HMRC delays big income tax changes for two years in ‘relief to 4.2 million taxpayers’ | Personal Finance | Finance

HM Revenue and Customs (HMRC) has confirmed the rollout of Making Tax Digital (MTD) has been delayed for two years. As a result, those who are self-employed and landlords will have more time to prepare for changes affecting the Income Tax Self Assessment (ITSA). Through MTD, the form for income tax will have to be completed through the mandatory usage of software but this will now happen at a later date.

According to the Government, the “challenging economic environment” was primarily to blame for this delay.

On top of this, HMRC recognised that the move to MTD for ITSA will be a big change for the majority of affected taxpayers.

Notably, it will have an impact on how self-employment and property income is reported to the tax body.

The move to digital software has been postponed and will be introduced from April 2026, instead of April 2024.

READ MORE: Pension triple lock ‘needs reform’ for ‘means-tested’ payments

As of April 2026, anyone who is self-employed, as well as landlords, with an income of more than £50,000 will need to keep digital records and provide quarterly updates on their income and expenditure to HMRC.

This will be completed by taxpayers using the MTD-compatible software in which the self-assessment will be accessed through.

Anyone who has an income of between £30,000 and £50,000 will need to use this software from April 2027.

The majority of affected taxpayers will be able to join voluntarily before the rollout begins, which means they can eliminate common errors and save time managing their tax affairs.


As well as this, the Government has confirmed a review will take place into greater support for smaller businesses, specifically for those under the £30,000 income threshold.

This assessment will take in how the upcoming tax changes involving MTD for ITSA can be used to meet the needs of these smaller businesses.

Victoria Atkins, the Financial Secretary to the Treasury, explained “It is right to take the time to work together to maximise the benefits of Making Tax Digital for small businesses by implementing the change gradually.

“It is important to ensure this works for everyone: taxpayers, tax agents, software developers, as well as HMRC.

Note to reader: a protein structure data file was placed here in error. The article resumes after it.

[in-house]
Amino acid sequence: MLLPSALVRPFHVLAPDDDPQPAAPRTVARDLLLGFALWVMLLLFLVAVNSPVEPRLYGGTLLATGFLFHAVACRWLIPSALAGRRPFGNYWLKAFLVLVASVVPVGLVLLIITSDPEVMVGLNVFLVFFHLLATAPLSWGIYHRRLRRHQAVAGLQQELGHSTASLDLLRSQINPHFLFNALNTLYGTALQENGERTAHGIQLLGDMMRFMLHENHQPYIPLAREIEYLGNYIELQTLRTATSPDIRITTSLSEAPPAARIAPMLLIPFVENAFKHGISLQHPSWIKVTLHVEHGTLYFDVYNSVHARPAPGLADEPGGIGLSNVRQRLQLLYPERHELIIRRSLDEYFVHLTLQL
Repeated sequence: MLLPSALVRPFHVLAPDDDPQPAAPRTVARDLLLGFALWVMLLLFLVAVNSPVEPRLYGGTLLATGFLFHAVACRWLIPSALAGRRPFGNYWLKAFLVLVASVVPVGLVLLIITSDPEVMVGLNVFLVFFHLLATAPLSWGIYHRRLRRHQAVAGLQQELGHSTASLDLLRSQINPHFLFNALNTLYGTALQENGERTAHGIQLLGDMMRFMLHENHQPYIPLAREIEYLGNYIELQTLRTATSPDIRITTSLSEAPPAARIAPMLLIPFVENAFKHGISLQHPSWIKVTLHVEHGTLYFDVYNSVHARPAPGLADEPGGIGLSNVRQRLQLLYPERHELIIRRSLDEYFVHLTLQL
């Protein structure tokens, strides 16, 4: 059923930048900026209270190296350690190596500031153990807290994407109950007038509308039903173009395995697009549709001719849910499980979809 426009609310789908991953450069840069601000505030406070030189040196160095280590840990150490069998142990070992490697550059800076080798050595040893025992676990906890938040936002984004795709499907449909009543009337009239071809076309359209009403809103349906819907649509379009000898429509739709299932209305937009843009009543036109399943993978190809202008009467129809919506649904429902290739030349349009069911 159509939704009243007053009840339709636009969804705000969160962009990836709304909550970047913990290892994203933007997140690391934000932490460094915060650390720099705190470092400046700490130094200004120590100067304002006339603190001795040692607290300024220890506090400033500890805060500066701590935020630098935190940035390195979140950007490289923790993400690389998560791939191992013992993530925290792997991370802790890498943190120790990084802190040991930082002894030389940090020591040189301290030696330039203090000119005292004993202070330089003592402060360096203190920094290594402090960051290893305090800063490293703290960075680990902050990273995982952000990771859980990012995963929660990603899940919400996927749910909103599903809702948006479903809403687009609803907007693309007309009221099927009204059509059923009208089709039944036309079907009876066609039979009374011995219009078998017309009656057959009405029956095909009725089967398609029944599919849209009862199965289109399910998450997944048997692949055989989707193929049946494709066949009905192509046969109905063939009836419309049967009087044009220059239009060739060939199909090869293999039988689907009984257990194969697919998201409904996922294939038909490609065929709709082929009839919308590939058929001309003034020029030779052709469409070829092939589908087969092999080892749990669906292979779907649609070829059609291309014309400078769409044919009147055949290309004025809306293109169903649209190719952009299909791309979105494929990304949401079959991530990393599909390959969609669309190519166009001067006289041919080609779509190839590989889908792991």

READ MORE: Waspi women wait for compensation verdict as ‘cruel’ rumours fly

“Smaller businesses in particular should be able to experience the benefits of increased digitalisation of income tax in a way which meets their needs. That is why we are also today announcing a review to establish the best way to achieve this.”

Paul Falvey, a tax partner at accountancy and business advisory firm BDO, outlined why this delay to the tax changes will come as a “relief” to millions of taxpayers.

Mr Falvey explained “There was a certain inevitability about the further delay to the introduction of Making Tax Digital for Income Tax Self Assessment.

“The lack of available software and pilot testing meant it wasn’t viable for this project to launch as planned in 2024.

“This will come as a relief to the estimated 4.2 million taxpayers with business or property income over £10,000, including landlords, sole traders and partnerships.

“They had been due to file five returns from 2024 and be obliged to purchase new tax software.

“Instead, there will be a phased introduction from 2026 for those self-employed individuals and landlords with an income of more than £50,000, followed by a 2027 start for those with an income above £30,000. This seems like a more realistic approach.

“However, there seems to have been quite a significant rethink about which taxpayers will be in scope for this project as the government has announced a review for those taxpayers falling under the £30,000 income threshold. This might be a recognition that the filing obligations may be too onerous for those on lower incomes.”

Check Also

Scottish power slammed as they secure warrants to force fit prepay meters into homes | Personal Finance | Finance

Scottish Power’s drive to force Prepayment Meters (PPMs) on customers has been labelled obscene by …